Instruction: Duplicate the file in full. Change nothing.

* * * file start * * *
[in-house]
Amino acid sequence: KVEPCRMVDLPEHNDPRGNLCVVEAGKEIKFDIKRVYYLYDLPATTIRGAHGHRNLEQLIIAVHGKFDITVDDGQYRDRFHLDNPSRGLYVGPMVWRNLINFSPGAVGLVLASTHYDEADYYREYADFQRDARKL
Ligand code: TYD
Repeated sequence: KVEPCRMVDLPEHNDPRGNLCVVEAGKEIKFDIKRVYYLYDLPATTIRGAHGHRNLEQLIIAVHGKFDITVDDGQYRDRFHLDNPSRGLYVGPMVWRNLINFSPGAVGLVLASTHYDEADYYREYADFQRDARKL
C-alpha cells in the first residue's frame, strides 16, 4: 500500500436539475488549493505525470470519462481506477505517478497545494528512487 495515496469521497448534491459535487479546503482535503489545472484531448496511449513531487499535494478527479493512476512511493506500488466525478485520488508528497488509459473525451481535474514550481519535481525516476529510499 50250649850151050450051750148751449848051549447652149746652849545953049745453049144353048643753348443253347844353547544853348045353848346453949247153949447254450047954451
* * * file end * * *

[in-house]
Amino acid sequence: KVEPCRMVDLPEHNDPRGNLCVVEAGKEIKFDIKRVYYLYDLPATTIRGAHGHRNLEQLIIAVHGKFDITVDDGQYRDRFHLDNPSRGLYVGPMVWRNLINFSPGAVGLVLASTHYDEADYYREYADFQRDARKL
Ligand code: TYD
Repeated sequence: KVEPCRMVDLPEHNDPRGNLCVVEAGKEIKFDIKRVYYLYDLPATTIRGAHGHRNLEQLIIAVHGKFDITVDDGQYRDRFHLDNPSRGLYVGPMVWRNLINFSPGAVGLVLASTHYDEADYYREYADFQRDARKL
C-alpha cells in the first residue's frame, strides 16, 4: 500500500436539475488549493505525470470519462481506477505517478497545494528512487 495515496469521497448534491459535487479546503482535503489545472484531448496511449513531487499535494478527479493512476512511493506500488466525478485520488508528497488509459473525451481535474514550481519535481525516476529510499 50250649850151050450051750148751449848051549447652149746652849545953049745453049144353048643753348443253347844353547544853348045353848346453949247153949447254450047954451